Writing it right

Don’t knock the outgoing guy. Richard M. Nixon’s chief speechwriter,Ray Price,recalled that,as he prepared to succeed Lyndon B. Johnson in 1969

Written by LA Times Washington Post | Published:January 20, 2009 2:34 am

•» Don’t knock the outgoing guy. Richard M. Nixon’s chief speechwriter,Ray Price,recalled that,as he prepared to succeed Lyndon B. Johnson in 1969,Nixon read all the previous addresses. “One comment he made to me was,’It’s important not to kick the predecessor,’ as he thought Kennedy had done to Eisenhower in saying,’A torch has been passed to a new generation,’ “ Price said. Price concluded the inauguration should give voice to what Lincoln called our “better angels.”

•» Anticipate the sounds of silence. Obama’s talents for working a crowd are already legendary. But this skill is all but useless at the inauguration because of the size of the “room.” Don Baer,a Clinton speechwriter,noted that the inaugural address “is delivered in a big open-air setting.” The crowd is unusually distant from the speaker. So “the impact of the words is very different. You don’t get applause.” Moreover,said Ken Khachigian,a Ronald Reagan speechwriter,“It’s cold,so everybody is wearing gloves. When they clap,it’s muffled.” Thus,the incoming president is almost completely deprived of the kind of audience feedback that speakers rely on to refine the music of their prose.

•» Beware the staple marks. Standard procedure for the president-elect speech is to cast a wide net for a number of would-be speechwriters,in the hope of finding some gems. The danger is that it can produce so many good ideas that it swamps the speech. Republican speechwriter Aram Bakshian Jr. claims that Nixon’s second inaugural suffered precisely this fate. “Unfortunately,Nixon saw some lines here and there that he liked’’ making his “a roller coaster speech with staple marks… you could identify things had been pasted in from other drafts. I remember thinking,did the cleaning lady forget to sweep up?”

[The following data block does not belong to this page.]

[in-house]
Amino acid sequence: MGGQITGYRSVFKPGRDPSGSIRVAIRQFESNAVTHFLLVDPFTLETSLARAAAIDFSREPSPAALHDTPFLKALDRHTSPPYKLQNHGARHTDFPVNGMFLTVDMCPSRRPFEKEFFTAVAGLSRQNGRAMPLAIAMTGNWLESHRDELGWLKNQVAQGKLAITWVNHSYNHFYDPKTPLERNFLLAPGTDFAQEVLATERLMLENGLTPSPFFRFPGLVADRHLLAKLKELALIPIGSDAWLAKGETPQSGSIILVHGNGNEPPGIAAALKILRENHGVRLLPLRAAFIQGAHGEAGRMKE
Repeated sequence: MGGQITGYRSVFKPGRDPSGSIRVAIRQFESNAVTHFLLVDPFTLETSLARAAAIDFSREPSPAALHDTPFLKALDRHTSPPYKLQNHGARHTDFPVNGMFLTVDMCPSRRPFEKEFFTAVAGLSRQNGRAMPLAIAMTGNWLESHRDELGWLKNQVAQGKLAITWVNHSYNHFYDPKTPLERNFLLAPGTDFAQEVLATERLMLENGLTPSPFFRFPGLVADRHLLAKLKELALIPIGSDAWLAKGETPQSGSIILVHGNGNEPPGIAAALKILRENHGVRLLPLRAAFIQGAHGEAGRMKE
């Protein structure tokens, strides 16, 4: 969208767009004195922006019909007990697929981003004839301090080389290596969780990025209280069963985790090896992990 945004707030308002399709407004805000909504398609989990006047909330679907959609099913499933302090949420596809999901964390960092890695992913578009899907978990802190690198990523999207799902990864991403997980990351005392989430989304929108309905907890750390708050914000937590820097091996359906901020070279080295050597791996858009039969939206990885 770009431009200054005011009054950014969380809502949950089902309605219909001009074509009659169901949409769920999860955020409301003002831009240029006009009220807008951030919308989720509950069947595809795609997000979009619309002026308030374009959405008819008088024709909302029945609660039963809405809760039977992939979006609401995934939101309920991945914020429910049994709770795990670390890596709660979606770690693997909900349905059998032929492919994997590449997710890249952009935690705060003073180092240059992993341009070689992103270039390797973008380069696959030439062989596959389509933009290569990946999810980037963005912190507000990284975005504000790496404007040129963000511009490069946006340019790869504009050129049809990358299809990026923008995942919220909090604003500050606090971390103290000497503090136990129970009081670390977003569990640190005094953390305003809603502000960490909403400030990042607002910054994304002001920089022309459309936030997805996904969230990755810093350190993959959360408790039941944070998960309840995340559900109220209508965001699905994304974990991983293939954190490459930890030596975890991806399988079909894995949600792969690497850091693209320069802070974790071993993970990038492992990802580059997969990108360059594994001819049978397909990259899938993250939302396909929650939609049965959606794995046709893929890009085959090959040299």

•» Take no for an answer. Patrick Anderson recounted that Jimmy Carter wanted to open his 1977 inaugural address with a biblical quote: “If my people,which are called by my name,shall humble themselves and pray and seek my face and turn from their wicked ways,then I will hear from heaven and will forgive their sin and heal their land.” Anderson strongly objected to using this passage which suggested that the people who had just elected him,and whose fundamental goodness had been central to his campaign rhetoric,were evil. Sometimes the greatest service a speechwriter can perform is to help the president overcome his own blind spots.

Of course,in nonverbal symbolism Obama trumps even his most accomplished predecessors—simply because of who he is,the first African American president. With his right hand held aloft,his left resting on Abraham Lincoln’s Bible—will send a message beyond the powers of any speechwriter to put into words.

Russell L. Riley is chairman of the Presidential Oral History Program at the University of Virginia’s Miller Center of Public Affairs

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